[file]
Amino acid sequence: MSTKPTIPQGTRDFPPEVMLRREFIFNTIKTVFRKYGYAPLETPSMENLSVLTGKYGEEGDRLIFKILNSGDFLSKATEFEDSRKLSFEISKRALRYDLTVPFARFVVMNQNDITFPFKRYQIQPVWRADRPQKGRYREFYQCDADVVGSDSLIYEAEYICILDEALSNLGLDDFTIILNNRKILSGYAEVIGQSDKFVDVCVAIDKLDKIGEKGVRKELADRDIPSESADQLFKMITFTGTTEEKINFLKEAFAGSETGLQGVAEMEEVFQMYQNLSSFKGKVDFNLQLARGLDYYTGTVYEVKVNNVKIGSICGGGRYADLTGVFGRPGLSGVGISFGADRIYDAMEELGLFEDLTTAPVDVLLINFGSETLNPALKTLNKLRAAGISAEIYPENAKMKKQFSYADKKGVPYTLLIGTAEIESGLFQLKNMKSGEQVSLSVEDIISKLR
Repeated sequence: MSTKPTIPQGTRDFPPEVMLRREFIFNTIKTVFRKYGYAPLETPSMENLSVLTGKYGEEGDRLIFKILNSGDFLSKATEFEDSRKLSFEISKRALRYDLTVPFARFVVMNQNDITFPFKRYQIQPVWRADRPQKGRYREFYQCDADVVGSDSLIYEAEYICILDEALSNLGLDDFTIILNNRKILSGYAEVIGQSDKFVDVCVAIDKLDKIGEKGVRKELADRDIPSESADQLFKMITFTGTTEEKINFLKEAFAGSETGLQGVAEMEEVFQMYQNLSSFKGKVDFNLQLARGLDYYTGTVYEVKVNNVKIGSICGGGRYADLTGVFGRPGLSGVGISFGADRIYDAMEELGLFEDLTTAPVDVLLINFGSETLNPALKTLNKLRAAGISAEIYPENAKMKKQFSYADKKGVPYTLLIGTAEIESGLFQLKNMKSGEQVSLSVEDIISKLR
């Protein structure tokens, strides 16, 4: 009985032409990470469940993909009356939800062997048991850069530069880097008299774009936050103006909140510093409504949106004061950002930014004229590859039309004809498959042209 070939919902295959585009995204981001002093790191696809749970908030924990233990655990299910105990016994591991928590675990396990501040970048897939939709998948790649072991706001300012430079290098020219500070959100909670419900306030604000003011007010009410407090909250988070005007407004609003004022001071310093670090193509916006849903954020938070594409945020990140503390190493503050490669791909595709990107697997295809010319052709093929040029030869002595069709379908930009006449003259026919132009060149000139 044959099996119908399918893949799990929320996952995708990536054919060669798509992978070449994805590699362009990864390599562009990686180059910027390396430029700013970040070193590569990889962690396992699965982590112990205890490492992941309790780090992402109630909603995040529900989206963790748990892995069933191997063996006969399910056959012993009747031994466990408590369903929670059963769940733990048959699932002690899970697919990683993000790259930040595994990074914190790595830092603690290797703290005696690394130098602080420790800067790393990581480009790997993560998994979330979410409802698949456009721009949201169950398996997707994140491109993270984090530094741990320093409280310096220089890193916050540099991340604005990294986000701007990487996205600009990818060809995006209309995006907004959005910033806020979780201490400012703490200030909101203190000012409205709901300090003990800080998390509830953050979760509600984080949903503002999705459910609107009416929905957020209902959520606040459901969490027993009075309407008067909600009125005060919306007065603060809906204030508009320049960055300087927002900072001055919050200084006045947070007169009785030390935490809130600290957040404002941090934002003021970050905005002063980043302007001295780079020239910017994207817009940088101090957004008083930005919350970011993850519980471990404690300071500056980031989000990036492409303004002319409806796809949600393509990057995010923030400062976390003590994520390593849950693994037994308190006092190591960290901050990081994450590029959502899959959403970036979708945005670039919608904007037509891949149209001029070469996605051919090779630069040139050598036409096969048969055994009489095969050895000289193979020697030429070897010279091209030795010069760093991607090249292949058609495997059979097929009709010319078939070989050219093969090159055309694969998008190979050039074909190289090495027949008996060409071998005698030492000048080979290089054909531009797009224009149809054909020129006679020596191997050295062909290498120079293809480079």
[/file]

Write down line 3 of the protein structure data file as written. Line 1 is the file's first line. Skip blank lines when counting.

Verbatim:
């Protein structure tokens, strides 16, 4: 009985032409990470469940993909009356939800062997048991850069530069880097008299774009936050103006909140510093409504949106004061950002930014004229590859039309004809498959042209 070939919902295959585009995204981001002093790191696809749970908030924990233990655990299910105990016994591991928590675990396990501040970048897939939709998948790649072991706001300012430079290098020219500070959100909670419900306030604000003011007010009410407090909250988070005007407004609003004022001071310093670090193509916006849903954020938070594409945020990140503390190493503050490669791909595709990107697997295809010319052709093929040029030869002595069709379908930009006449003259026919132009060149000139 044959099996119908399918893949799990929320996952995708990536054919060669798509992978070449994805590699362009990864390599562009990686180059910027390396430029700013970040070193590569990889962690396992699965982590112990205890490492992941309790780090992402109630909603995040529900989206963790748990892995069933191997063996006969399910056959012993009747031994466990408590369903929670059963769940733990048959699932002690899970697919990683993000790259930040595994990074914190790595830092603690290797703290005696690394130098602080420790800067790393990581480009790997993560998994979330979410409802698949456009721009949201169950398996997707994140491109993270984090530094741990320093409280310096220089890193916050540099991340604005990294986000701007990487996205600009990818060809995006209309995006907004959005910033806020979780201490400012703490200030909101203190000012409205709901300090003990800080998390509830953050979760509600984080949903503002999705459910609107009416929905957020209902959520606040459901969490027993009075309407008067909600009125005060919306007065603060809906204030508009320049960055300087927002900072001055919050200084006045947070007169009785030390935490809130600290957040404002941090934002003021970050905005002063980043302007001295780079020239910017994207817009940088101090957004008083930005919350970011993850519980471990404690300071500056980031989000990036492409303004002319409806796809949600393509990057995010923030400062976390003590994520390593849950693994037994308190006092190591960290901050990081994450590029959502899959959403970036979708945005670039919608904007037509891949149209001029070469996605051919090779630069040139050598036409096969048969055994009489095969050895000289193979020697030429070897010279091209030795010069760093991607090249292949058609495997059979097929009709010319078939070989050219093969090159055309694969998008190979050039074909190289090495027949008996060409071998005698030492000048080979290089054909531009797009224009149809054909020129006679020596191997050295062909290498120079293809480079």